If you haven’t yet, give these wines a go. They’re the next big thing.

- Lily Davis 11/6/13

NV Manciat Cremant de Bourgogne – 91WA

2011 Manciat Macon “Les Morizottes” – 91WA

2011 Manciat Pouilly-Vinzelles “Les Longeays” – 90WA

2011 Manciat Pouilly-Fuissé “Les Petites Bruyeres” – 92WA

Thursday, September 26, 2013

The Revolution Will Not Be Televised: Loire Cabernet Franc’s Sleeper Status


Here at LSI we’ve always been huge proponents of the Loire Valley, which offers a diverse range of cépages and astronomical value for the money. The marketing machine behind Sancerre over the past decade has had an indelible effect on sales and pricing of these wines (much to the pleasure of the Sancerrois.) But there are a myriad other regions which have curiously received no limelight, despite that their wines are pure, gastronomic, inexpensive, and delicious. The communes of Reuilly and Menetou-Salon in the Centre Loire craft wines of 100% Sauvignon Blanc just like Sancerre; however most people have never heard of these places or their wines. You can sit on the terrace of a café in Paris and order a carafe de rouge, receive a chilled Chinon, guzzle it down with your bacon & egg salad, and never have a clue what it was. These are the wines of French every day life. So why don’t we know their names?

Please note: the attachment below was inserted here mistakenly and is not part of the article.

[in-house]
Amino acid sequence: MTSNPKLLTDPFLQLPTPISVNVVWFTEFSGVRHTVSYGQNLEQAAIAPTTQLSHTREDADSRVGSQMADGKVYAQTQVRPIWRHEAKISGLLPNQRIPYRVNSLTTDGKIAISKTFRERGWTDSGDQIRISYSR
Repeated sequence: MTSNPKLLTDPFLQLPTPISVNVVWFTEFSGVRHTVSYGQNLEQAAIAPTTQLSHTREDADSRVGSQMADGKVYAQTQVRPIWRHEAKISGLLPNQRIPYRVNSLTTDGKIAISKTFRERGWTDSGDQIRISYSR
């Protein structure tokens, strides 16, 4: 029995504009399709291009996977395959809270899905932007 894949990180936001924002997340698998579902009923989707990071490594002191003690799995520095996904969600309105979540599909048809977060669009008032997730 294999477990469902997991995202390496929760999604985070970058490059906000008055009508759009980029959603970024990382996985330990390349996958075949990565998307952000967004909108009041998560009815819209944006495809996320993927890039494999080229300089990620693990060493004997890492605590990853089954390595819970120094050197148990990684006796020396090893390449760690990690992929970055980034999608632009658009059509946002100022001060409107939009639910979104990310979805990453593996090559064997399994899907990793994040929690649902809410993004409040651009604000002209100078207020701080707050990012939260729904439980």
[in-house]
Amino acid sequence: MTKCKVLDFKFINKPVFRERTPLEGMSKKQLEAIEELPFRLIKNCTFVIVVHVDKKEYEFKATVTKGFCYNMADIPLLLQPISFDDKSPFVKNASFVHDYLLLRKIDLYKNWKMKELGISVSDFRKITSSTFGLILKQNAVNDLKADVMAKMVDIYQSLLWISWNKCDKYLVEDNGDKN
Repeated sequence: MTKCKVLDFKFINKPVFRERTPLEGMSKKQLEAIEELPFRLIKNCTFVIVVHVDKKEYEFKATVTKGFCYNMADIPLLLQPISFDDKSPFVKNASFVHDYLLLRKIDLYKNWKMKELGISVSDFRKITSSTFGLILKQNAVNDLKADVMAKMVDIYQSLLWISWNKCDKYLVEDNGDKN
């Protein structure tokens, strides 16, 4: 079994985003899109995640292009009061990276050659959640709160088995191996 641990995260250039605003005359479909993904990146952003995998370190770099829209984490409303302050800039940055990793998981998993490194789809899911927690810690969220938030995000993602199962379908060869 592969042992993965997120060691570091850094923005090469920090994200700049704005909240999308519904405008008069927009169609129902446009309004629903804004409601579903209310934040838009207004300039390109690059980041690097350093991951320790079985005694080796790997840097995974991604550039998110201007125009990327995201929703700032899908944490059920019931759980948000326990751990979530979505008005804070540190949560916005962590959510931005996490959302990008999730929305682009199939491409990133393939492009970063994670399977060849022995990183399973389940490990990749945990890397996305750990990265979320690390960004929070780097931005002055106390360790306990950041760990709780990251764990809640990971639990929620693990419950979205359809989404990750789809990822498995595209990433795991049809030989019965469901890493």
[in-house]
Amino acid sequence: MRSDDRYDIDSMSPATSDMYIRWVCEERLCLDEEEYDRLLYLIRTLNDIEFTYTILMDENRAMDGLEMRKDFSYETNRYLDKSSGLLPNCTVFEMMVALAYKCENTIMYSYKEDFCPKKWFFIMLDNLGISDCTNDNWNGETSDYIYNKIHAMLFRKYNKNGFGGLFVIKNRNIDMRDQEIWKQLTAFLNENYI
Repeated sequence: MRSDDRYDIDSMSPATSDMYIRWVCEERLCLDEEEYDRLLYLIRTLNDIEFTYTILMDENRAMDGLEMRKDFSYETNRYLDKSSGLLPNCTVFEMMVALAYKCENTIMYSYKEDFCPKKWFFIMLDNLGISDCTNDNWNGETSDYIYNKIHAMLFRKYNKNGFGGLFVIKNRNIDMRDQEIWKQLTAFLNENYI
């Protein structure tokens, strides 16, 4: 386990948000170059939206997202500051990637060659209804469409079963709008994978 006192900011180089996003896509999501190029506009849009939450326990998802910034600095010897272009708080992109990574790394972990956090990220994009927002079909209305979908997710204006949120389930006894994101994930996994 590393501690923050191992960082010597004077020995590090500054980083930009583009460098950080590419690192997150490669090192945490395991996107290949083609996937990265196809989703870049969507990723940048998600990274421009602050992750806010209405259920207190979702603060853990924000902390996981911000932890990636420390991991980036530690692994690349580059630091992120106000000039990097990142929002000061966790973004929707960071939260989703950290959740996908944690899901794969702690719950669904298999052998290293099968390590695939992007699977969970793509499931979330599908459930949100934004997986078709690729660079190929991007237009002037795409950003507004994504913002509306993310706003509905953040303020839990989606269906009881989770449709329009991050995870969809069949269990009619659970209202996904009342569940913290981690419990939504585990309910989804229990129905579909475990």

Loire’s red offerings of Cabernet Franc, specifically the wines of Saumur, Bourgueil, Saint Nicolas de Bourgueil, and Chinon, are particularly vulnerable in small markets once you stray out of New York, San Francisco, and Seattle. Here in LA these wines are often met, even by knowledgable buyers who respect the wines, with a sense of bafflement. “Delicious but…how do I sell it?” is often their perplexed response. It’s particularly sad when you think about producers like Bertrand Galbrun, and his sexily nuanced little Bourgueil. Bourgueil, a sleepy commune situated on the right bank of the Loire River about midway between Angers and Tours, was granted AOC status legally in 1937, but red wine production dates back centuries. Here we see the mainstay grape, Cabernet Franc, produced in its apogee. Clay-limestone soils unique to this part of the Loire, called Tuff, feature lots of fine white calcareous content. Another soil commonly seen in Bourgueil is called graves, an alluvial gravel of small pebbles. The best wines render these soils purely, dustily, a quality that gives Loire reds their mystery.